By Vanquished Vanquisher
Ancient tribal pacts and unions are usually the fuel for the present day inter-tribal warfare in Kenya. Most of the communities involved in hostilities trace the cause to some historical bond and brotherhood gone haywire. The fatal infighting between Pokomo and orma, Samburu and Rendile, Turkana and Pokot people, to an outsider, all look like brothers’ feuds. They are all like the two houses, Montague and Capulet, which Shakespeare prologues in Romeo and Juliet as follows,
Two households, both alike in dignity,
From ancient grudge break to new mutiny,
Where civil blood makes civil hands unclean.
And the continuance of their parents’ rage,
Which, but their children’s end, nought could remove
There was once love among the feuding communities mentioned above. Either, the love was unappreciated by most probably, breach of an agreement thus triggering enmity in perpetuity. Are ancient romances the cause of present day grudge?
President Uhuru has sworn his jubilee juggernaut intend to maraud the political scene like a colossus for two decades. His basis being that the merger of Kikuyu and Kalenjin power base has sired an invincible political monster. What Uhuru does not appreciate is he has mortgaged his tribe. Kikuyu’s political title is now charged with a promise, their political will cannot be exercised due to this encumbrance. Kikuyus’ vow to reciprocate the Kalenjin vote is promise which failure to honour will certainly brew a grudge and spur a new mutiny. And the grudge will run in perpetuity. Has Uhuru not caged his tribe?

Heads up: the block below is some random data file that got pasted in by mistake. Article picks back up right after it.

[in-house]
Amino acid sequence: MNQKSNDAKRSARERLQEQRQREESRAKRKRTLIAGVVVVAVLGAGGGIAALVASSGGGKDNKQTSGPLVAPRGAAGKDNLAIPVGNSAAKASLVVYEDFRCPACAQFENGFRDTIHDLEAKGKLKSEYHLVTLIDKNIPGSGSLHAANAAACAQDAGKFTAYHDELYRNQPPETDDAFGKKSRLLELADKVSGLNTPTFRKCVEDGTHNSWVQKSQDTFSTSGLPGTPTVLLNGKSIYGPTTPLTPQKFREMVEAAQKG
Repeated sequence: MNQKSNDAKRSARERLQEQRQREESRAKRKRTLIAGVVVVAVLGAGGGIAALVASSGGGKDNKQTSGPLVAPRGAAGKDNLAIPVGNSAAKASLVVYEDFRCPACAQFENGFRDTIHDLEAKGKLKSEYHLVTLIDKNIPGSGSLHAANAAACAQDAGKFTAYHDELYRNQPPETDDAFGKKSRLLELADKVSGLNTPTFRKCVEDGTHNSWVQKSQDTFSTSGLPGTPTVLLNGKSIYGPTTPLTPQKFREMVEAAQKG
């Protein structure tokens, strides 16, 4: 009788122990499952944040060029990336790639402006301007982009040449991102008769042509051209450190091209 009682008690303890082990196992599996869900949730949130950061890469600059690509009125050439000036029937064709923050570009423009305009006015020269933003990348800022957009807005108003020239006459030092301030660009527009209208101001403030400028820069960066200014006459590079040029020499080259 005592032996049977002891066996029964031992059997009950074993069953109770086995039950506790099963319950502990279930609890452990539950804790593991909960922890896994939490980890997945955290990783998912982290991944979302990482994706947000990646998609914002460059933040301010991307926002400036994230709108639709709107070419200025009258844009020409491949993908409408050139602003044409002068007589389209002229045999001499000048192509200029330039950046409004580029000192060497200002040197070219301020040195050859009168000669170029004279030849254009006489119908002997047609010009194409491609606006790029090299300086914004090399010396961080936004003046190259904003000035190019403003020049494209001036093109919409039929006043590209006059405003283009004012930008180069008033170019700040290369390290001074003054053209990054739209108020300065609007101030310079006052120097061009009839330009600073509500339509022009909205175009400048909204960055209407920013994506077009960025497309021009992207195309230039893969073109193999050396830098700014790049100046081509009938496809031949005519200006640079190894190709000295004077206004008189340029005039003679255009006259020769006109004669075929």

Turkana and Pokot have a hobby of butchering each other. It seems their grouse has to do with grazing area. It has to do with cattle. It has to do with river Turkwell. It’s either one of these communities violated a mutual code on usage of these resources or abrogated the ancient pledge not to raid and steal cattle from each other. Seed of discord was planted with the violation, which has mutated to current day bloody feud which present uphill task to halt.
An outsider may not distinguish between Pokomo and Orma. They may be like one tribe, only that the underlying aversion of each other is so strong to have an odour, and not once, there has been reported cases of massacre and counter massacre between them. The former are farmers and the later keep cattle. The loathing seems to be a derivative of some dishonoured promise, most probably on usage of resources. The ancient accords just mutated into fiendish banes.